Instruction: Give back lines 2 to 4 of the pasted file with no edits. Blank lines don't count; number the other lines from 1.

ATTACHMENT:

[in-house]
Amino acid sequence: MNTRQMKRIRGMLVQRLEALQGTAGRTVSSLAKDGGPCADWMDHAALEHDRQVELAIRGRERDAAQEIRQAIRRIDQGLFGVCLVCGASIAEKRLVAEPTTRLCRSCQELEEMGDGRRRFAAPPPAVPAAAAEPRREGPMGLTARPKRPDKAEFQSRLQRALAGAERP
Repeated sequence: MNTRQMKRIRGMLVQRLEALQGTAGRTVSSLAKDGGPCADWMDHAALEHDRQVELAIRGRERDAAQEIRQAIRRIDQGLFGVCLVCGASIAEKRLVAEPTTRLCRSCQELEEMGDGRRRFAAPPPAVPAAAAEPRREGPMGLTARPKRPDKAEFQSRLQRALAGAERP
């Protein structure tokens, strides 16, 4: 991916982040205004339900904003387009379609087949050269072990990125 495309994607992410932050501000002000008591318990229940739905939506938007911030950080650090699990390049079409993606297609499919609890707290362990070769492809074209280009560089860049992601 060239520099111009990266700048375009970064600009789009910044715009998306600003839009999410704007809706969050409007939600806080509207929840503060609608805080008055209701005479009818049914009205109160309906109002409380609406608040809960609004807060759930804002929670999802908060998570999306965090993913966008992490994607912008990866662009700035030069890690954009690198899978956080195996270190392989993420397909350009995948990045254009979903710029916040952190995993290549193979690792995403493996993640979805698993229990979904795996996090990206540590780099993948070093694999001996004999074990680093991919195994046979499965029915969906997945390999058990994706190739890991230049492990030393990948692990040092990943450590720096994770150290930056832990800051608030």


Amino acid sequence: MNTRQMKRIRGMLVQRLEALQGTAGRTVSSLAKDGGPCADWMDHAALEHDRQVELAIRGRERDAAQEIRQAIRRIDQGLFGVCLVCGASIAEKRLVAEPTTRLCRSCQELEEMGDGRRRFAAPPPAVPAAAAEPRREGPMGLTARPKRPDKAEFQSRLQRALAGAERP
Repeated sequence: MNTRQMKRIRGMLVQRLEALQGTAGRTVSSLAKDGGPCADWMDHAALEHDRQVELAIRGRERDAAQEIRQAIRRIDQGLFGVCLVCGASIAEKRLVAEPTTRLCRSCQELEEMGDGRRRFAAPPPAVPAAAAEPRREGPMGLTARPKRPDKAEFQSRLQRALAGAERP
């Protein structure tokens, strides 16, 4: 991916982040205004339900904003387009379609087949050269072990990125 495309994607992410932050501000002000008591318990229940739905939506938007911030950080650090699990390049079409993606297609499919609890707290362990070769492809074209280009560089860049992601 060239520099111009990266700048375009970064600009789009910044715009998306600003839009999410704007809706969050409007939600806080509207929840503060609608805080008055209701005479009818049914009205109160309906109002409380609406608040809960609004807060759930804002929670999802908060998570999306965090993913966008992490994607912008990866662009700035030069890690954009690198899978956080195996270190392989993420397909350009995948990045254009979903710029916040952190995993290549193979690792995403493996993640979805698993229990979904795996996090990206540590780099993948070093694999001996004999074990680093991919195994046979499965029915969906997945390999058990994706190739890991230049492990030393990948692990040092990943450590720096994770150290930056832990800051608030």